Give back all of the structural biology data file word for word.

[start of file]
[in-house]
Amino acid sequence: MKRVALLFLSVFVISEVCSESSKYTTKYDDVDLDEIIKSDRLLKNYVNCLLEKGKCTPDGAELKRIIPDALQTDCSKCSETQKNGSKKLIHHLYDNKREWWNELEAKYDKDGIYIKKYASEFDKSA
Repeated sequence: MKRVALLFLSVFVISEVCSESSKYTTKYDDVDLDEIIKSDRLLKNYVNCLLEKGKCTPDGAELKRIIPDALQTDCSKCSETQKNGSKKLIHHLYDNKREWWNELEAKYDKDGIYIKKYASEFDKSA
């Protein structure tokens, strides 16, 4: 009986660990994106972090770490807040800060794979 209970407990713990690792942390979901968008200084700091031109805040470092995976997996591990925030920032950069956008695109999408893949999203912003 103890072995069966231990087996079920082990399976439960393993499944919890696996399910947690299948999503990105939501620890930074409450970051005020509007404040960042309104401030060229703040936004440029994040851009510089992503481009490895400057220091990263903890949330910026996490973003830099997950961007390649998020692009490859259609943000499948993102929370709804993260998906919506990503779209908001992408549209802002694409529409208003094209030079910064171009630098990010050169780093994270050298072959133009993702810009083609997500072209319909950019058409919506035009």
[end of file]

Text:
[in-house]
Amino acid sequence: MKRVALLFLSVFVISEVCSESSKYTTKYDDVDLDEIIKSDRLLKNYVNCLLEKGKCTPDGAELKRIIPDALQTDCSKCSETQKNGSKKLIHHLYDNKREWWNELEAKYDKDGIYIKKYASEFDKSA
Repeated sequence: MKRVALLFLSVFVISEVCSESSKYTTKYDDVDLDEIIKSDRLLKNYVNCLLEKGKCTPDGAELKRIIPDALQTDCSKCSETQKNGSKKLIHHLYDNKREWWNELEAKYDKDGIYIKKYASEFDKSA
């Protein structure tokens, strides 16, 4: 009986660990994106972090770490807040800060794979 209970407990713990690792942390979901968008200084700091031109805040470092995976997996591990925030920032950069956008695109999408893949999203912003 103890072995069966231990087996079920082990399976439960393993499944919890696996399910947690299948999503990105939501620890930074409450970051005020509007404040960042309104401030060229703040936004440029994040851009510089992503481009490895400057220091990263903890949330910026996490973003830099997950961007390649998020692009490859259609943000499948993102929370709804993260998906919506990503779209908001992408549209802002694409529409208003094209030079910064171009630098990010050169780093994270050298072959133009993702810009083609997500072209319909950019058409919506035009």